As Earth lacked the gravity to hold any molecular hydrogen, this component of the atmosphere would have been rapidly lost during the Hadean period, along with the bulk of the original inert gases.
Any successful theory of abiogenesis must explain the origins and interactions of these classes of molecules.
Despite the likely increased volcanism and existence of many smaller tectonic "platelets," it has been suggested that between 4.4 and 4.3 Ga (billion year), the Earth was a water world, with little if any continental crust, an extremely turbulent atmosphere and a hydrosphere subject to intense ultraviolet (UV) light, from a T Tauri stage Sun, cosmic radiation and continued bolide impacts.
The Hadean environment would have been highly hazardous to modern life.
Frequent collisions with large objects, up to 500 kilometres (310 mi) in diameter, would have been sufficient to sterilize the planet and vaporize the ocean within a few months of impact, with hot steam mixed with rock vapour becoming high altitude clouds that would completely cover the planet.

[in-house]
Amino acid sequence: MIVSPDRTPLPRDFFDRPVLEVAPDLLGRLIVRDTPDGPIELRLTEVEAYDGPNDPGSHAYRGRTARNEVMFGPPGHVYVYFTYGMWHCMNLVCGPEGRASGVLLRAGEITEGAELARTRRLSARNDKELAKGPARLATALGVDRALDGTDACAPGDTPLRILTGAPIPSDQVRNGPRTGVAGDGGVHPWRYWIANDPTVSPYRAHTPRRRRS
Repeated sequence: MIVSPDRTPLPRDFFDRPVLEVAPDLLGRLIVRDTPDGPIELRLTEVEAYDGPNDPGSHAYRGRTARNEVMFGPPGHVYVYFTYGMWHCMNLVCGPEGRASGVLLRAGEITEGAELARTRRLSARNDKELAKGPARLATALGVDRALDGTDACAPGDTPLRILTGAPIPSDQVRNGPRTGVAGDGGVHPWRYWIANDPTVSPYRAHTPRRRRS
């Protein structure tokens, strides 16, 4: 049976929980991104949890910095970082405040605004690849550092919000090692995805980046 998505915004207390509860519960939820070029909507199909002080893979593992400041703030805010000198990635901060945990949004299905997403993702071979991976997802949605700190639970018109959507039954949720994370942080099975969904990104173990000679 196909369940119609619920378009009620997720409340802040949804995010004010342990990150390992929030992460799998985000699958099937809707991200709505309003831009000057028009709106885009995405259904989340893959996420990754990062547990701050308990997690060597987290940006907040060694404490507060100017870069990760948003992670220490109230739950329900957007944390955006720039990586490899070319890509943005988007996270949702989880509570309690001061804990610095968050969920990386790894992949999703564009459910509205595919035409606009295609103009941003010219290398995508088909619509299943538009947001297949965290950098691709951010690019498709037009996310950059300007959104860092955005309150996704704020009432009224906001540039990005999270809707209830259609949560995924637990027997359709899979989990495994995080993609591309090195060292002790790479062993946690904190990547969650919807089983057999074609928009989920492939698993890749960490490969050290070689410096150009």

After a few months, the height of these clouds would have begun to decrease but the cloud base would still have been elevated for about the next thousand years.
Other approaches ("metabolism-first" hypotheses) focus on understanding how catalysis in chemical systems on the early Earth might have provided the precursor molecules necessary for self-replication.